Wild and Crazy Free Fire Zone

Things are really slow out there. News of The Controversy is virtually non-existent. Hambo is babbling about his ark, and the Discoveroids are — well, you won’t believe this — they have a ridiculously long article about our body’s ability to control its temperature — Keeping Cool, Warming Up: Appreciating the Body’s Temperature Control System.

They discuss our temperature control systems for what seems like an endless number of mind-numbing paragraphs, and near the end they say:

Biochemist Michael Behe has described such a system, where the absence of any one part renders it useless, as irreducibly complex — a hallmark of intelligent design. The system our body uses to control its core temperature demonstrates irreducible complexity.

So we’re intelligently designed. Although they don’t say it, the same “reasoning” applies to apes, chimps, and almost all other mammals. Birds too. We don’t know if they intended this, but we’re left to conclude that other animals aren’t the result of intelligent design.

That’s all there is out there, so we have to entertain ourselves. Therefore, we hereby declare another Intellectual Free-Fire Zone. We’re open for the discussion of pretty much anything — science, politics, economics, or even astrology, theology, mythology, and sociology — as long as it’s tasteful and interesting. Banter, babble, bicker, bluster, blubber, blather, blab, blurt, burble, boast — say what you will. But avoid flame-wars and beware of the profanity filters.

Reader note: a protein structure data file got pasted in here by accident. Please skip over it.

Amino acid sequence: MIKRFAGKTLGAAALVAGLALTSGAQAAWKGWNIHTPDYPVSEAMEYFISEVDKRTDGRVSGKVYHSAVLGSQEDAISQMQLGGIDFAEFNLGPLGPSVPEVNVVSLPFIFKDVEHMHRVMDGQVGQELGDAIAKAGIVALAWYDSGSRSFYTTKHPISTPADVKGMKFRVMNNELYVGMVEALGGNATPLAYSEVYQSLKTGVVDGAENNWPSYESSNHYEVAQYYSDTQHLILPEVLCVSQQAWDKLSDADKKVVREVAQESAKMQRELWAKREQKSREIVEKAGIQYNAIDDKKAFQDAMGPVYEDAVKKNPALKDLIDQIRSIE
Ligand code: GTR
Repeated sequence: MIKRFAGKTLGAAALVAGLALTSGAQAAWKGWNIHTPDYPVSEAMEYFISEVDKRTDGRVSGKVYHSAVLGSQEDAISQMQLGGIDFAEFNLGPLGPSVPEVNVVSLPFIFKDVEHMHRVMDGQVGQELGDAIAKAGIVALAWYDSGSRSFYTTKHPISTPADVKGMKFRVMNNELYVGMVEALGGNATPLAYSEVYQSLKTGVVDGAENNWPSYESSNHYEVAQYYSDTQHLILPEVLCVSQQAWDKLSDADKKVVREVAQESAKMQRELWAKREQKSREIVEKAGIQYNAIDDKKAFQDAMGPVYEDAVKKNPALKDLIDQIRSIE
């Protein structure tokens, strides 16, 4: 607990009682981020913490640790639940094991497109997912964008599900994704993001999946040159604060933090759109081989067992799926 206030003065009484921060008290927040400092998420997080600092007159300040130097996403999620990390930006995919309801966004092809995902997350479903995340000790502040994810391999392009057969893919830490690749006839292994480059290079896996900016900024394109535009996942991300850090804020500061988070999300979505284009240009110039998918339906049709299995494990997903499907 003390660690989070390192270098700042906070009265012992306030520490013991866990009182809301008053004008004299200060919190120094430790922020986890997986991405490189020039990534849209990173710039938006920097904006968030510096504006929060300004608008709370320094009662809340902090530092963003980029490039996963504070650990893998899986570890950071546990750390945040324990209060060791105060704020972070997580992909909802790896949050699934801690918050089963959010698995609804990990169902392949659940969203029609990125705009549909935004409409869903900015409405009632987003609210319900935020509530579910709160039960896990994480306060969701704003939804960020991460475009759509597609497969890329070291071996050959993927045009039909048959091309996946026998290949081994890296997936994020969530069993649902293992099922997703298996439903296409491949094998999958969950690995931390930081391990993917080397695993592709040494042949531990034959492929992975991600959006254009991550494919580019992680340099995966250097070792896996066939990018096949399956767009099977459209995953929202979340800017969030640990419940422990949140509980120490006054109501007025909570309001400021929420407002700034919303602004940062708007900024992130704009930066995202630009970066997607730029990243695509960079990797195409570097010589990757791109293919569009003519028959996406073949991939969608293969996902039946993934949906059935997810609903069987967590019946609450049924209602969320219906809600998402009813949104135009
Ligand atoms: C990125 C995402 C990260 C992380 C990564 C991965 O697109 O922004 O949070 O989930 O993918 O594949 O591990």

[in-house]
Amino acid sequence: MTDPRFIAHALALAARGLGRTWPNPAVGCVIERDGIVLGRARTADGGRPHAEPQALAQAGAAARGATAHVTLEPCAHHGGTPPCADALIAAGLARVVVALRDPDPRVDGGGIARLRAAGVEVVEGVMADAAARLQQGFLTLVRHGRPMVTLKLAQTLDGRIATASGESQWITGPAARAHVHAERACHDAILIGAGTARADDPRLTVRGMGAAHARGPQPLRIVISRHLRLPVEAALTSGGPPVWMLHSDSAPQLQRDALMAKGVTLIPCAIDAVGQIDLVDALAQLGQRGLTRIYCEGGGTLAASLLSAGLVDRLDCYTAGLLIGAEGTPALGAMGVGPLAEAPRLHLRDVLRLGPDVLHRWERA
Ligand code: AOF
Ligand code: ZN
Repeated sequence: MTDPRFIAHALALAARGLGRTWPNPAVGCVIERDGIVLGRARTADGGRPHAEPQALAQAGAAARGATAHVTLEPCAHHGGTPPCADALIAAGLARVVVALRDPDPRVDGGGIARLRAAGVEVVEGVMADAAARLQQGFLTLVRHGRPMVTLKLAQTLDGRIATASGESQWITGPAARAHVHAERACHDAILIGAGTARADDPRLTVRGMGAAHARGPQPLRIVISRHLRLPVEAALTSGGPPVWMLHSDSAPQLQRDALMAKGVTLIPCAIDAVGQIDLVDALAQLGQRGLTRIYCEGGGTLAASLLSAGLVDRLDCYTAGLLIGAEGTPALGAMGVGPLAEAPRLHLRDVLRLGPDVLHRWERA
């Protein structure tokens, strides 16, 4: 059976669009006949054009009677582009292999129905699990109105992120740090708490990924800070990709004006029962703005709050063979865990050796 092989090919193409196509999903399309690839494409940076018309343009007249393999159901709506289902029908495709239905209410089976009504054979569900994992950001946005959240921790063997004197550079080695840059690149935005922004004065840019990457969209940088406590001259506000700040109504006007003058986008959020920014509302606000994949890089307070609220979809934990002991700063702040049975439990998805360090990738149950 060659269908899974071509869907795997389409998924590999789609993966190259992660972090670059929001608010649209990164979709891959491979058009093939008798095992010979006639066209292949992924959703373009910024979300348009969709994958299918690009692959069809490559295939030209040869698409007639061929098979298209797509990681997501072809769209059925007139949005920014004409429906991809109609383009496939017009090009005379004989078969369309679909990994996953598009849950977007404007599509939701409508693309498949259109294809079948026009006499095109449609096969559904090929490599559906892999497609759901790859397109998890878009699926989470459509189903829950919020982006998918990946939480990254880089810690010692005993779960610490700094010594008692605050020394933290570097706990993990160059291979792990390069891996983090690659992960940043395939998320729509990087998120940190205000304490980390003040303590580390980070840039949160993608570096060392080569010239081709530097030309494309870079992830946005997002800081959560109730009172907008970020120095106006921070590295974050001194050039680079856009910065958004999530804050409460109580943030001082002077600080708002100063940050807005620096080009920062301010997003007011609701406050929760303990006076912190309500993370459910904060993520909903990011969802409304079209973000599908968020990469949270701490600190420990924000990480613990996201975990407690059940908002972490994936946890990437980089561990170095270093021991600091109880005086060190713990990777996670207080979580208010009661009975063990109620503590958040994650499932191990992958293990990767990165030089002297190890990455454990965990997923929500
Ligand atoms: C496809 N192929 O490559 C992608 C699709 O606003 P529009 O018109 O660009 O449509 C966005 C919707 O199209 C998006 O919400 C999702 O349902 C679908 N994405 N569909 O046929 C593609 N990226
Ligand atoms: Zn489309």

We now throw open the comments to you, dear reader. Have at it.

Copyright © 2016. The Sensuous Curmudgeon. All rights reserved.

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15 responses to “Wild and Crazy Free Fire Zone

  1. There’s some new research reported here that might be causing our creationist brethren a little nervous anticipation.

    “Brethren” because we love the dimwits, just hate the dimwittedness.

  2. It has been suggested that creationists have shown that comets were the designer’s message delivery vehicle of choice when sending specified complexity information so mankind could evolve to its ultimate intellectual form..Michael Behe …or not,,,,,,Jeezsh…

  3. Derek Freyberg

    Even poikilotherms can perform temperature regulation: think of lizards moving in and out of the sun. And tuna have the rete mirabile that helps control their body temperature. Heck, even termites line up their nests to control heat gain and loss.
    Could this mean that ALL animals are intelligently designed, but just designed differently? If so, why?

  4. Well, yeah — the so-called Intelligent Design proponents hold that all life is intelligently designed. ID was invented as a ruse to get creationism into the public schools when teaching creationism was ruled by the Supreme Court to be religious education. The IDers just took the word “God” out of it.